We believe coding is about a whole lot more than text files and folders – it’s about learning how to think critically, become more efficient, organized, and change the world for the better!
A common misconception is that coding will take jobs away but that can’t be further from the truth as it will actually create more jobs. If you’ve ever worked on a website, or looked at a github project with millions of commits, you’ll understand that there’s always something to do in the world of programming, developing, or flat out improving your skill set.
For example, Google is the result of 2 billion pieces of code over the last 20 years and it’s only growing in size! While this is an extreme case, even a small piece of software can result in thousands of pieces of code and hundreds of commits on github.
One of our favorite sayings is “ If you hangout at the barbershop long enough, you’re going to get a haircut.” If you hangout at theCoderSchool long enough, you’re going to understand technology at a much deeper level.
So, even if coding isn’t for you, we thought we’d give you a few more reasons to learn how to code even if you don’t want to code for the next 20 years.
“Learning to code and work effectively with technology is like learning a new language. If you plan to spend a lot of time working with technology, you should understand the language of your new environment.”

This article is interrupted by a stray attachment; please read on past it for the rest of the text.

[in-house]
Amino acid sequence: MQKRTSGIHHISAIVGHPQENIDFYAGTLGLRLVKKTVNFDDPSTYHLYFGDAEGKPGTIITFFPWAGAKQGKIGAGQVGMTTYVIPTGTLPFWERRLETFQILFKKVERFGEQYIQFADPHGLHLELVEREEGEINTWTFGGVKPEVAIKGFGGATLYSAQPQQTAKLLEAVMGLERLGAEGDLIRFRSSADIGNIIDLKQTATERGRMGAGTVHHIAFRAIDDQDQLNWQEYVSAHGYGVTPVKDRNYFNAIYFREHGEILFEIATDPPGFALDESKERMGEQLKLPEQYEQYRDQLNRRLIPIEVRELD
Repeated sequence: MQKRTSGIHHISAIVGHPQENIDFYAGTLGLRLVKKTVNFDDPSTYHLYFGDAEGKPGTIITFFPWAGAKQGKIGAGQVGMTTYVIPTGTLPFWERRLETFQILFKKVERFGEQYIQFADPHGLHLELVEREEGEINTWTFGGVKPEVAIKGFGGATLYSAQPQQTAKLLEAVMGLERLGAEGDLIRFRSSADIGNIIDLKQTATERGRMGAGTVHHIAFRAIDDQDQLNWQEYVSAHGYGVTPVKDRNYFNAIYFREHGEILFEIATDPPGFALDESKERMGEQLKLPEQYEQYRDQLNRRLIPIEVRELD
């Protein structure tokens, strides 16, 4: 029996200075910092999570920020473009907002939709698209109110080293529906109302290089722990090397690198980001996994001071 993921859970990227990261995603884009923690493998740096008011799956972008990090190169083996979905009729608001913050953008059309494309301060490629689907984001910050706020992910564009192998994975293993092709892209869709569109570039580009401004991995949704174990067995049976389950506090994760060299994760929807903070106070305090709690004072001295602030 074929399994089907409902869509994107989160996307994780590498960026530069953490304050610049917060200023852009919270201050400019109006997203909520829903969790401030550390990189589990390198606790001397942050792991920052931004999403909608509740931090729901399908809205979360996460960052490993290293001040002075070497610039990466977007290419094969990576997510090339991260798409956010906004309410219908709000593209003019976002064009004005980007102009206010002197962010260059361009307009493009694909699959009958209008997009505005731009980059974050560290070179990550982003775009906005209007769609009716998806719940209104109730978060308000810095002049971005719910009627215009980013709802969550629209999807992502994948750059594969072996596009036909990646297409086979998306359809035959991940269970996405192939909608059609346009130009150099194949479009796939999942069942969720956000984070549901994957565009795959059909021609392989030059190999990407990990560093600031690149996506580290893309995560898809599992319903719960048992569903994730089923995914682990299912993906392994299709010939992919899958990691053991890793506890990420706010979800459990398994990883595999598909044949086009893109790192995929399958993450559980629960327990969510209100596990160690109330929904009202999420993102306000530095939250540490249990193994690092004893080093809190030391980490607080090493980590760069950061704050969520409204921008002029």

Web developers and programmers are literally speaking a different language. Because of that, their workflow is completely different than, lets say, than the marketing department. If you have an excellent idea or vision, then it’s in your best interest to learn this language so you can set realistic goals. You’ll also need to understand developers to manage people more effectively.
“For any startup that leverages technology (don’t they all?), hiring the right team is mission critical.”
If people are your greatest asset, then it’s important to find the very best to help bring your vision to reality. Understanding how to code will allow you to spot the best talent out there.
“To build the next great web application, iPhone game or productivity app, you need passion, creativity, a great team and perhaps some special sauce. You also need to effectively schedule and manage projects.”
If you have a product, it may take quite a few iterations before it becomes exactly what you want it to be. It may take months, or even years, for it to even become usable. Even then, there will be a few unexpected surprises that pop up along the way. Learning how to code will help you map out the development of the project from start to finish setting realistic goals along the way.
Getting your hands dirty
“Rather than having to interrupt your tech team to make a small change to your website or update content in your app, you’ll have the ability and confidence to make a change without fearing a site shut down or interruption of business.”
You’ll run into tight deadlines along the way and because it’s hard to find good help, you will most likely be understaffed as well. Knowing how to code will allow you to jump in and help your team complete the project. It will save you a lot more time and money if you’re able to do this and you’ll have a whole new level of respect for the people who took the time to master it.
“Strong critical thinking skills facilitate good decision making, and there is no better way to learn to think critically than by learning to code.”
At theCoderSchool, we always say that learning to code is learning how to think. By learning how to code, you’re essentially developing your decision making process for the better.